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Murray Campbell

(Pierre Maxime)

(b Paris, Nov 16, 1866; d Toulouse, Nov 15, 1953). French physicist and acoustician. He studied physics at the Sorbonne (1883) and at the Ecole Normale Supérieure (1885–8). After teaching at the Collège de France and the Lycée at Agen, in 1892 Bouasse joined the staff of the University of Toulouse and obtained his doctorate in mathematics. In 1897 he gained the degree of doctorate in physical sciences and was appointed to the physics chair at Toulouse, where he remained for the rest of his academic career. Retiring in 1937, he continued to work in his laboratory until two years before his death. His research interests ranged widely and he made many discoveries of great importance to musical acoustics. In particular, his studies of woodwind and brass instruments provided the essential foundation for the modern understanding of how sound is generated in these instruments. Bouasse's work has been unjustly neglected outside France, partly because he published little in conventional journals. Instead, he wove his own theories and experiments into a 45-volume library of textbooks on classical physics, the ...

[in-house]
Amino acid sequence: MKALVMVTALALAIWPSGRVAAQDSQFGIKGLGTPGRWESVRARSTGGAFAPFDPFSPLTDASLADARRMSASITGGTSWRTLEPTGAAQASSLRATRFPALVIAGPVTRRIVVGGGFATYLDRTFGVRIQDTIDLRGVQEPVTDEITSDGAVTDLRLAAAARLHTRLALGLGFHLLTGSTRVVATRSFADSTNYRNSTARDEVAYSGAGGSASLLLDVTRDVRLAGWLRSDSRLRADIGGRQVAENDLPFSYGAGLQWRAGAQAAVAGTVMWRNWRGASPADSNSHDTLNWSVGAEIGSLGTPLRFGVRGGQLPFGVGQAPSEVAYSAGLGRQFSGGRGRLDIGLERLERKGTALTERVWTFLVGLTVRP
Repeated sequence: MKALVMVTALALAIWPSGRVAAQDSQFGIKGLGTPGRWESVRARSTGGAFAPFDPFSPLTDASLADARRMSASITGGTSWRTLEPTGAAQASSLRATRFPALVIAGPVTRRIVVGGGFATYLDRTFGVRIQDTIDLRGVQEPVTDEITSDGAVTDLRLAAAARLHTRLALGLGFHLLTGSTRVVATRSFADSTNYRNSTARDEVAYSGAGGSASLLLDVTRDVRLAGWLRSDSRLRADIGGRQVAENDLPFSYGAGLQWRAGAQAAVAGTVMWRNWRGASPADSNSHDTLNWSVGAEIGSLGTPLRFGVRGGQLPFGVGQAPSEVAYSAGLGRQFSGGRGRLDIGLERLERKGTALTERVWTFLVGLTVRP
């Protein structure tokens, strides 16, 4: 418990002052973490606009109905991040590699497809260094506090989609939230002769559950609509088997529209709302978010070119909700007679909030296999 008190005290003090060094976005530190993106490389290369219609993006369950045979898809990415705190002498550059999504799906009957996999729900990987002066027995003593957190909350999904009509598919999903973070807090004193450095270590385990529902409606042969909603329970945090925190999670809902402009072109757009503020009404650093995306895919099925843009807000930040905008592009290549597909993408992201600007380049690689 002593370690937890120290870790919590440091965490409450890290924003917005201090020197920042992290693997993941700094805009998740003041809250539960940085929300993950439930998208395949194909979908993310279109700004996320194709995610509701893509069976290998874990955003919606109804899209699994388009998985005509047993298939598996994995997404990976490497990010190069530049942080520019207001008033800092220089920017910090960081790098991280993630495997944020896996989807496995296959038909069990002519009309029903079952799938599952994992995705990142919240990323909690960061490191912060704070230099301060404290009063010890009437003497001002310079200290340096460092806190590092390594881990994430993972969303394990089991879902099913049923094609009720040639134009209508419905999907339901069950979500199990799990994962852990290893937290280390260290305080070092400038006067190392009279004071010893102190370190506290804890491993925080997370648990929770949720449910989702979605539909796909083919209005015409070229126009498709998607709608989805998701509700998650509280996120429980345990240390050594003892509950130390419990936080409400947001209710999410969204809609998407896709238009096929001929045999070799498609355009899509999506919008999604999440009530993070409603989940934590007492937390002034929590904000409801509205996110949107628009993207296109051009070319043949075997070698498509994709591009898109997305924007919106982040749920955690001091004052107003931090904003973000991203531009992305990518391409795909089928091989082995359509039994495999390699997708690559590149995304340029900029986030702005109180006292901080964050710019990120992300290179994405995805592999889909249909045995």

Article

Murray Campbell

(Michael)